Bio : Blind Boys of Alabama
On June 10, 1944, six teenagers from the Alabama Institute for the Negro Deaf and Blind arrived at the headquarters of Birmingham radio station WSGN. Broadcast from a studio at the Dixie Carlton Hotel, the station was a fixture for news and music in the area, but for the students of the Institute, it was far more than that: it was a beacon of hope, a refuge from the harsh realities of the Jim Crow South, a portal to another world they could only dream of. With no radios available at school, the boys had to get creative in order to listen, often slipping away to the homes of nearby friends and family members in the afternoons to catch vocal groups like the Golden Gate Quartet on their favorite program, “Echoes Of The South.” On this particular afternoon, however, the boys would be doing the singing themselves, performing professionally for the very first time as The Happy Land Jubilee Singers. They had no way of knowing, of course, but the sextet—who would later change their name to the Blind Boys of Alabama—was embarking on an 80-year odyssey that day, one that would take them everywhere from Carnegie Hall and the White House to the Grammys and the Gospel Hall of Fame as they broke down racial barriers, soundtracked the Civil Rights movement, and helped redefine modern gospel music in the process.
“From the very first show, the Blind Boys of Alabama have always tried to lift people up and make them feel good,” says 91-year-old Jimmy Carter. “We don’t want people to come to our concerts and leave the same way they came. We want to give them a better outlook on life.”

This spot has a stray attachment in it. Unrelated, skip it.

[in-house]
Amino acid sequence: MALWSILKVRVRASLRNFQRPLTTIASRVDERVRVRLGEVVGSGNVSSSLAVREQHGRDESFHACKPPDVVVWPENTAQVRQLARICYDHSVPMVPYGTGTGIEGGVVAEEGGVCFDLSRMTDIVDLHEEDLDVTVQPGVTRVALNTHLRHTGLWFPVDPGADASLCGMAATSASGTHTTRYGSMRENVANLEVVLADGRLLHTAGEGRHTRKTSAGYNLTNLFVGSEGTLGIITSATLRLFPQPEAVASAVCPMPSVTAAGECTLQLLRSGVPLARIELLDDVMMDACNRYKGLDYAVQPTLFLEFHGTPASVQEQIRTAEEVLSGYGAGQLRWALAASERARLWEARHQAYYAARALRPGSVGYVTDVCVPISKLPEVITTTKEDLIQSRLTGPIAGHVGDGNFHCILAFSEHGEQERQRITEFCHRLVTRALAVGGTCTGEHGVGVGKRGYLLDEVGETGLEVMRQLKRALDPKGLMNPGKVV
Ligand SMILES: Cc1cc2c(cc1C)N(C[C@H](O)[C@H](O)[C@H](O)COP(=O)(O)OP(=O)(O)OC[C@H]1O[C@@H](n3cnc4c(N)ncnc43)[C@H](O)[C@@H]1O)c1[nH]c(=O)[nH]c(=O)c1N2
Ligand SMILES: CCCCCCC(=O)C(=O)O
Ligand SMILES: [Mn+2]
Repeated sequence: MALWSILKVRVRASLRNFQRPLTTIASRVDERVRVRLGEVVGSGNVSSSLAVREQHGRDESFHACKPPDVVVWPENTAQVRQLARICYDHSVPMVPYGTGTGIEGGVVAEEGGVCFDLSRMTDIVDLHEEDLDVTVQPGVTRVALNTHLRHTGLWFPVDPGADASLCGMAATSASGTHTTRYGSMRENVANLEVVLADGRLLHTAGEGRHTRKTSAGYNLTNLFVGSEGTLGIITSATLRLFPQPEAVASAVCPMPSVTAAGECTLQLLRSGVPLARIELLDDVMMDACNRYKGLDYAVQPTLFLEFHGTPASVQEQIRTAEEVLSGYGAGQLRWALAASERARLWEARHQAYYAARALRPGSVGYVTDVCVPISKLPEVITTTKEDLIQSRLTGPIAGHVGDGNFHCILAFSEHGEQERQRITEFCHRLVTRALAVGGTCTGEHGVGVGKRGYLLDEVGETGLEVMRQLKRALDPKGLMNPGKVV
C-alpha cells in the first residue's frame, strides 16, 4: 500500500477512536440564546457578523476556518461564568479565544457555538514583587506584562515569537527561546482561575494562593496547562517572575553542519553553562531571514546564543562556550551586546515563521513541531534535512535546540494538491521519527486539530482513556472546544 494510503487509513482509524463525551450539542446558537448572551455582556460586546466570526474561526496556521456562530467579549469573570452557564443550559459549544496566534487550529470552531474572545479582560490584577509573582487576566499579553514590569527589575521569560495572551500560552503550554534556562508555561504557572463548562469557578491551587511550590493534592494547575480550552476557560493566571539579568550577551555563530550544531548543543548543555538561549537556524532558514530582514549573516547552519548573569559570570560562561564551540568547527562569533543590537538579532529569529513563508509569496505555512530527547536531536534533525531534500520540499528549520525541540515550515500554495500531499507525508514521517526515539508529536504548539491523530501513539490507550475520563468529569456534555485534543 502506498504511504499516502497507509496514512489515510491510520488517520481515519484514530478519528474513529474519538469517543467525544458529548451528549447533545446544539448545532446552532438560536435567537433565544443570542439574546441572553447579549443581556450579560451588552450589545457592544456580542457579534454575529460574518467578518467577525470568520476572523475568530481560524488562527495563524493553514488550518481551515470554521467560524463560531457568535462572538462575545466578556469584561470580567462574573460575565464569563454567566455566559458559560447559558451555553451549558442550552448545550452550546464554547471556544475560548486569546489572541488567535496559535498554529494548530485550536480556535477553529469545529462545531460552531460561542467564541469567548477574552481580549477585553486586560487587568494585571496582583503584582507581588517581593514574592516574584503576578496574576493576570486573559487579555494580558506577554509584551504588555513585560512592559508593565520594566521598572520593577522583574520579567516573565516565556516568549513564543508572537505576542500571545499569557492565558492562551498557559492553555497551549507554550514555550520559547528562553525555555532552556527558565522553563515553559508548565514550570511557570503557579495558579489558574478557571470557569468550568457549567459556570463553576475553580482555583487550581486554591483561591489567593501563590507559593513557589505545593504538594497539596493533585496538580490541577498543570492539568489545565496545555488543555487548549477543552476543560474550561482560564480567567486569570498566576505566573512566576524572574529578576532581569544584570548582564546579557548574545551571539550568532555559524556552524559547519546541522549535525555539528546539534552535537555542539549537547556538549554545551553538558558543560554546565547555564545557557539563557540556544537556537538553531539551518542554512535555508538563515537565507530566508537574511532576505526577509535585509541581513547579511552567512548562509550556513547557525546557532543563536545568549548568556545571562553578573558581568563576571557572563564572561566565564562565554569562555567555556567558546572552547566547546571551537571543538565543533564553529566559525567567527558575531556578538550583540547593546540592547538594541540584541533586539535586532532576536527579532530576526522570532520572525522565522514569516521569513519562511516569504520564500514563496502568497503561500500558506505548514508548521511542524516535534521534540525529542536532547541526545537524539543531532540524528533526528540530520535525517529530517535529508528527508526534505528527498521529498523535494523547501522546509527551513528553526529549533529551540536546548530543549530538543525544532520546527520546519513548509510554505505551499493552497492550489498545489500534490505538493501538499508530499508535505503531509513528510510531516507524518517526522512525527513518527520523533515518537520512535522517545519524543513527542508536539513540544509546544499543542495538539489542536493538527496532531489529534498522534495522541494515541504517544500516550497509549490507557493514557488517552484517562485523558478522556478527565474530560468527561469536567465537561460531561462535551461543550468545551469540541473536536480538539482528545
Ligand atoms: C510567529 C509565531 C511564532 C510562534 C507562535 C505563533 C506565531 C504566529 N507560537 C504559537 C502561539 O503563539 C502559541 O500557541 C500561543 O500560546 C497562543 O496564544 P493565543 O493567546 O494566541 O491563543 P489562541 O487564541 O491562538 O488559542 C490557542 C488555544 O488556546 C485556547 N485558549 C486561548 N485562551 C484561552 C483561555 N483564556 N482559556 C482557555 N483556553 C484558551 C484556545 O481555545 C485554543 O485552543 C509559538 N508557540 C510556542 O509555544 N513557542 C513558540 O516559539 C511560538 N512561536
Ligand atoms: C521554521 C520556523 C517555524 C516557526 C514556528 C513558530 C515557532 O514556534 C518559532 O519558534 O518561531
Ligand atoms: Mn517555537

With their righteous new album, Echoes Of The South, the Blind Boys do precisely that, pairing some of the traditional spirituals and long-lost gospel classics that first inspired them to sing together with timeless soul and R&B tunes made famous by the likes of Stevie Wonder, Curtis Mayfield, and Pops Staples. Recorded and mixed by Matt Ross-Spang (Jason Isbell, Old Crow Medicine Show) and Ben Tanner (Alabama Shakes, John Paul White), the collection is as moving as it is enduring, transcending genre and era to touch something deep and fundamental about the human condition. These are songs of love and friendship, joy and gratitude, faith and perseverance. Uplifting as they are, the recordings can feel bittersweet at times, too: Carter retired from performing following the sessions, while two longtime members, Paul Beasley and Benjamin Moore, Jr., have since passed away. Despite the losses, the Blind Boys of Alabama show no signs of slowing down.
“The spirit of the Blind Boys isn’t about what you can’t do; it’s about what you can do,” says Ricky McKinnie, who joined the group in 1989. “As long as we stay true to that, as long as everybody gives all that they have to give and we sing songs that touch the heart, this group will live on forever.”
Hailed as "gospel titans" by Rolling Stone, the Blind Boys of Alabama defied the considerable odds stacked against them in the segregated south, working their way up from singing for pocket change to performing for three different American presidents. Inducted into the Gospel Music Hall of Fame in 2003, the group has won five Grammy Awards for their albums (plus a Grammy Lifetime Achievement Award), received a National Heritage Fellowship from the National Endowment for the Arts, and collaborated with artists as diverse as Mavis Staples, Stevie Wonder, Chrissie Hynde, Lou Reed, Tom Waits, Peter Gabriel, Bonnie Raitt, and Bon Iver. Beyond the group’s considerable commercial success, the artistic influence the Blind Boys imparted onto their contemporaries and the generations of gospel, rock, and soul singers who followed is immeasurable. The New York Times explained that in their earlier years, the band "came to epitomize what is known as jubilee singing, a livelier breed of gospel music," adding that "they made it zestier still by adding jazz and blues idioms and turning up the volume, creating a sound…like the rock 'n' roll that grew out of it." TIME raved that the group has always been “hunting for—and finding—the perfect note or harmony that lifts an old tune into the sublime," while The Washington Post praised their "soul-stirring harmonies" and "cross-genre collaborations," and The New Yorker simply dubbed them "legendary."